Provision of quality roads infrastructure in South Africa: rural villagers’ perceptions, Polokwane Municipality in Limpopo Province

24 May 2017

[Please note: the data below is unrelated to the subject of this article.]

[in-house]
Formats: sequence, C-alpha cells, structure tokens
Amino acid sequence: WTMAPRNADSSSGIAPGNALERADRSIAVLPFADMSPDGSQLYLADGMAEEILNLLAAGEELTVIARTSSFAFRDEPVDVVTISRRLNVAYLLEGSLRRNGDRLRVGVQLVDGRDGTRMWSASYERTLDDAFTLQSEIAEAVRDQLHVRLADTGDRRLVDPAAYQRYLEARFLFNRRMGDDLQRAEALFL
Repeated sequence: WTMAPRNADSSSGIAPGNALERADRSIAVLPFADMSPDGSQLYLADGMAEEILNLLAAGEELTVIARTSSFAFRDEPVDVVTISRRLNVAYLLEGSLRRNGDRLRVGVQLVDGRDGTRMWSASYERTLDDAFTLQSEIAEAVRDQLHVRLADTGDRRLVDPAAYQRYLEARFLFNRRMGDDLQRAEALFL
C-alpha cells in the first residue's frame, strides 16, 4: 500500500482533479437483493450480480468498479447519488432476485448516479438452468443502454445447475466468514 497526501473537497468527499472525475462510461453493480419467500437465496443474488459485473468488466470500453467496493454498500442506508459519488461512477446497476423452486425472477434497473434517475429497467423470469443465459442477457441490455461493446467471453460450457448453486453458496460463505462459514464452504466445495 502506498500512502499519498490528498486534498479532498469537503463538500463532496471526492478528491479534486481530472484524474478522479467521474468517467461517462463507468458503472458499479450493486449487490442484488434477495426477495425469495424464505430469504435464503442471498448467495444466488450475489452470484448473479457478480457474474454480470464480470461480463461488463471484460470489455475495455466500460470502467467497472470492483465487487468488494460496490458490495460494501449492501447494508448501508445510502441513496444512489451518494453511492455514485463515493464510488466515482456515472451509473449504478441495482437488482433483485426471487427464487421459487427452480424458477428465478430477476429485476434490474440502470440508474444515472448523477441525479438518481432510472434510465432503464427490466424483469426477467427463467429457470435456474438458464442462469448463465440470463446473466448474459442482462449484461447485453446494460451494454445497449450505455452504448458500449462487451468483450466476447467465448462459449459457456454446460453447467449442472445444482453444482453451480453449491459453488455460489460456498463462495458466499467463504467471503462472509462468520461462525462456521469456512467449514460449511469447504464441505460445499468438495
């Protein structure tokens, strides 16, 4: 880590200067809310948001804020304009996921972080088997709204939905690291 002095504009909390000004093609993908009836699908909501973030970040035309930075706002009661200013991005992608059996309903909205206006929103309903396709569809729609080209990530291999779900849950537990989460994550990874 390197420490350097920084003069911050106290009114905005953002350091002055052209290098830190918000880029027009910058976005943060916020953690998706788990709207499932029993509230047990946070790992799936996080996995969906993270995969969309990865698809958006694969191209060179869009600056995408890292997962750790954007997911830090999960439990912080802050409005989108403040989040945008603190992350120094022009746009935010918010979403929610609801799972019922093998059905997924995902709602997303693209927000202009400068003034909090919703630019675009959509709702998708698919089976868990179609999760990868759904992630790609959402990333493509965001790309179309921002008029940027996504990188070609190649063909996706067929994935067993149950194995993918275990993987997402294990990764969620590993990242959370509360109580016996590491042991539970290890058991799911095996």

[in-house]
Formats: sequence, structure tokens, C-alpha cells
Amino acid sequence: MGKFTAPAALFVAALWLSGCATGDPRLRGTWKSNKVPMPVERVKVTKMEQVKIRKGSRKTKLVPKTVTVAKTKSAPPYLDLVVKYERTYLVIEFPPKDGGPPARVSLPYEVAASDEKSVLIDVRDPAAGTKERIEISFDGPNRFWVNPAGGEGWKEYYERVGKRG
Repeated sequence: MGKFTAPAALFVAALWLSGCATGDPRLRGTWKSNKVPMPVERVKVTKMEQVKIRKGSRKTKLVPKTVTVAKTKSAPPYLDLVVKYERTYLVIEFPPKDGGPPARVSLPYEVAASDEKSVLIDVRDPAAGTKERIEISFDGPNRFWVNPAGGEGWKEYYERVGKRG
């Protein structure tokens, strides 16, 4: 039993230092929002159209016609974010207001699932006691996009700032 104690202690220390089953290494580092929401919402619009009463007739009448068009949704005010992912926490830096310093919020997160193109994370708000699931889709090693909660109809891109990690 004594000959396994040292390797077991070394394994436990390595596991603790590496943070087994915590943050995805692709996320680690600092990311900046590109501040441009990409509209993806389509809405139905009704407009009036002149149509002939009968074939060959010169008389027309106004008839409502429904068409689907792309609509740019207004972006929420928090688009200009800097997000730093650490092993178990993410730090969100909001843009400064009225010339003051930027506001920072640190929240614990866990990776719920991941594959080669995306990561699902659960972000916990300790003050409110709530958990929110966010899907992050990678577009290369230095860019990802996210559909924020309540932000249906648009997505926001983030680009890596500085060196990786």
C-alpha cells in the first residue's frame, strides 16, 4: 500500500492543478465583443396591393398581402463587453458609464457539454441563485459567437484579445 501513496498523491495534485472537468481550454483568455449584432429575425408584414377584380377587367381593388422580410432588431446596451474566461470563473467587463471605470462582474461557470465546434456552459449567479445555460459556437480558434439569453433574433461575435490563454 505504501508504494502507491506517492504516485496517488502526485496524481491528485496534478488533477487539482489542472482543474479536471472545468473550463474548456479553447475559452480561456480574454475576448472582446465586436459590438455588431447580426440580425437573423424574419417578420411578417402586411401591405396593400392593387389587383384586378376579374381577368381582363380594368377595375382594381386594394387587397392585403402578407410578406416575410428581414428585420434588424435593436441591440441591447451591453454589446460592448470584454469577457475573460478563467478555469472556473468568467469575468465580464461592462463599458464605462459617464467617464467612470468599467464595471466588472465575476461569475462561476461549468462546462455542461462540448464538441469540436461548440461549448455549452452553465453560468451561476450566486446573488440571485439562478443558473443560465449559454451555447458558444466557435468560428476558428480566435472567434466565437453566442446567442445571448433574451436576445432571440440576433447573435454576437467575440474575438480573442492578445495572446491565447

The amalgamation of municipalities in South Africa poses a critical challenge of service delivery. Post 1994, South African governments have always acknowledged that there were serious infrastructure backlogs, which includes roads, health, telecommunications and housing. The new municipalities, created mainly on the bases of the need to share resources between the previously advantaged and disadvantaged municipalities, do not seem to have yielded good results to-date. The amalgamation of rural, townships and urban areas continue to display some form of inequality regarding the provision of services in somemunicipalities. Service provision and development projects, like before, continue to be centered around urban settlements. On the other hand, the 1996 Constitution of South Africa discourages unequal service provision to the populace. The question of quality infrastructure, especially roads is necessary in regard to the way it is provided in rural areas. While it is believed that ward councilors from rural, semi-urban and urban municipalities form part of the municipal council, there are concerns in the way they represent their constituencies, since it is not known how the disparities of service provision happen in the same municipalities. This article therefore uses the case study of Polokwane municipality in Limpopo Province to argue that well-resourced municipalities which were burdened with rural villages under their armpit continue to provide services which are perceived by affected rural communities as unequal and of a substandard quality at times.